International Day for the Elimination of Racial Discrimination: Racial justice makes our movement stronger

International Day for the Elimination of Racial Discrimination was established to mark the anniversary of the Sharpeville Massacre on March 21, 1960, when police in apartheid South Africa opened fire and killed 69 protesters fighting racist laws that entrenched inequality between Black South Africans and the white, settler population.  

Activists responded with renewed calls for international sanctions and pressure on companies that were exploiting Black South African workers. This galvanized the international labour movement, including in Canada.  

It is important to recognize that the apartheid system in South Africa was heavily influenced by Canada’s own racist model for Indigenous reserves and discriminatory policies towards Indigenous communities.  

PSAC’s work to eradicate racism and discrimination requires us to face inwards, in our union structures, as well as in workplaces, and in the community.  

PSAC’s Anti-Racism Action Plan 

PSAC’s Anti-Racism Action Plan aims to create a truly anti-racist union and address the underrepresentation of Indigenous, Black, Asian, Arab, and other racialized members in leadership roles within our union. 

The plan focuses on member education, better representation, greater engagement, and political action. PSAC consulted with members across the country to make our union more inclusive and to better represent our diverse membership.  

Learn more about PSAC’s Anti-Racism Action Plan.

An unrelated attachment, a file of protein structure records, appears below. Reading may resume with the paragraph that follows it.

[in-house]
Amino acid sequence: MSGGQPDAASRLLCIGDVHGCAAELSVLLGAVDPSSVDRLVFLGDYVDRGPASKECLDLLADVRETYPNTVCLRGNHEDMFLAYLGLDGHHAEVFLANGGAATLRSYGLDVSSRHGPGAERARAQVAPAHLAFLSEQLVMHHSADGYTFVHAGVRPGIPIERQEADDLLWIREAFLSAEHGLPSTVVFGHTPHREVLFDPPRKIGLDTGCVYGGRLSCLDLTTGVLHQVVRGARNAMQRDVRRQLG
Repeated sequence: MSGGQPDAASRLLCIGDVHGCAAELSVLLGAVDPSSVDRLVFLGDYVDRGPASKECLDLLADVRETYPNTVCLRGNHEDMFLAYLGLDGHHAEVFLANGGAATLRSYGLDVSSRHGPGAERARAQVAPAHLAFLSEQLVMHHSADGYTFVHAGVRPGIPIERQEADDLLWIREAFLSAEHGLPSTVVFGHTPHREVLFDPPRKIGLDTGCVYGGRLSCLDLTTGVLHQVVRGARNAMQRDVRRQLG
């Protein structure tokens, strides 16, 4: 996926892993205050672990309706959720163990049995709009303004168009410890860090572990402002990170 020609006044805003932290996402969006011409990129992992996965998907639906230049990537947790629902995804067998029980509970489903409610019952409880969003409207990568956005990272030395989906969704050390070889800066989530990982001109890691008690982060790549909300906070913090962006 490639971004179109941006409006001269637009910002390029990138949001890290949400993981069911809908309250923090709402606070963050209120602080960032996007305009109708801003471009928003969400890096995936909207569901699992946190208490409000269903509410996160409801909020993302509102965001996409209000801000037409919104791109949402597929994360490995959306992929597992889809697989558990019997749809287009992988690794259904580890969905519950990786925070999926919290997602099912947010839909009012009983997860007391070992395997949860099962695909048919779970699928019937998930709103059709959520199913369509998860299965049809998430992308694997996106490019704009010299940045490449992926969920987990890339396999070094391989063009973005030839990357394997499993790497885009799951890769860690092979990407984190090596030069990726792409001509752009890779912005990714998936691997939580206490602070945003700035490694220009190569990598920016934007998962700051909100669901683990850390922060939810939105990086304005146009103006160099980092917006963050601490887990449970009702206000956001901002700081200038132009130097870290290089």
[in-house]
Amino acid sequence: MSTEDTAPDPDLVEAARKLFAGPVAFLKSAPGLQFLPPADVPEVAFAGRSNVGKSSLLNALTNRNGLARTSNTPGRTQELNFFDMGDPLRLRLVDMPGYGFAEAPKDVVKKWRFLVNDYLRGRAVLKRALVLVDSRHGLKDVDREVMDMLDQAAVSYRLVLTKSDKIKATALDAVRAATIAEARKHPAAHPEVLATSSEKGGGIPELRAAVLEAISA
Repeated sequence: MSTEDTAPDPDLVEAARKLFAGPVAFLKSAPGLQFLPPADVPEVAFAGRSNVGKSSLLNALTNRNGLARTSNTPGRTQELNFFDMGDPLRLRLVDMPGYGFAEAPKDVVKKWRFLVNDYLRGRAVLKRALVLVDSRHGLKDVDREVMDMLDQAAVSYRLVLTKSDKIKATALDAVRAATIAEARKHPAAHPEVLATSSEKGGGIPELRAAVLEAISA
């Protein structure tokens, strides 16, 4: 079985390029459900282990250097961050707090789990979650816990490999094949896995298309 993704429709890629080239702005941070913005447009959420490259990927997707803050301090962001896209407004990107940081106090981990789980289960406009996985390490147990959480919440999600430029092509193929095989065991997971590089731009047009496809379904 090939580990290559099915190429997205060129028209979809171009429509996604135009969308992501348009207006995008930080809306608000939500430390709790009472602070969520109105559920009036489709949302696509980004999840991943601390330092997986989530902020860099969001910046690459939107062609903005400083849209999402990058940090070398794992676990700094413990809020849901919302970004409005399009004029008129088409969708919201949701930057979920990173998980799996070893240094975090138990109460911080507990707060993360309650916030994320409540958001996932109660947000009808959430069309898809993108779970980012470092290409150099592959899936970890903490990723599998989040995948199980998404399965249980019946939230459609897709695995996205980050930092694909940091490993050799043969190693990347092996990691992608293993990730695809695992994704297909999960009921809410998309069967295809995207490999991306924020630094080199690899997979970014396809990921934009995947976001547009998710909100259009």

Indigenous communities deserve justice  

Families living with the unbearable impacts of systemic racism and trauma deserve justice for their loved ones. PSAC has  been calling for governments to complete a search of the Winnipeg landfill without delay where the remains of Indigenous women, Morgan Harris, Marcedes Myran, and Mashkode Bizhiki'ikwe, or Buffalo Woman, are believed to be. 

Our Still Thirsty for Justice campaign continues to advocate for water justice for all – particularly in Indigenous communities – and we’ve gathered stories from PSAC members and community members across the country grappling with the lack of the basic human right – access to safe, clean water.   

Pushing back against racism in institutions meant to safeguard human rights   

We brought the fight against anti-Black racism at the Canadian Human Rights Commission to the Senate of Canada where we pushed for action. We are urging the federal government to fully implement the Senate’s recommendations to eradicate anti-Black racism, sexism, and systemic discrimination.  

Recently, we joined a coalition of Black and community leaders to file a formal complaint against the Canadian Human Rights Commission for unchecked systemic racism and violations of international human rights treaties.  

PSAC also continues to support the Black Class Action’s fight to address decades of systemic racism against Black federal public service workers. 

Government action vital to achieve equity in the federal public service  

Many of PSAC’s recommendations to improve Canada’s Employment Equity Act were incorporated into the 187 recommendations of the Employment Equity Act Review Task Force. We continue to urge the government to implement all the Task Force’s recommendations.   

PSAC also continues to oppose Quebec’s Loi sur la laïcité de l'État (Bill 21) that disproportionately targets racialized workers in our efforts to protect the human rights of all workers everywhere. 

Celebrating Arab and Asian Heritage  
Next month, PSAC will celebrate Arab Heritage Month by recognizing Arab leaders who are pushing back against anti-Arab racism to build community in the fight against discrimination. In May, we will mark Asian Heritage Month to recognize the contributions of Asian communities and the challenges they face. 

Stay engaged and informed  


March 21, 2024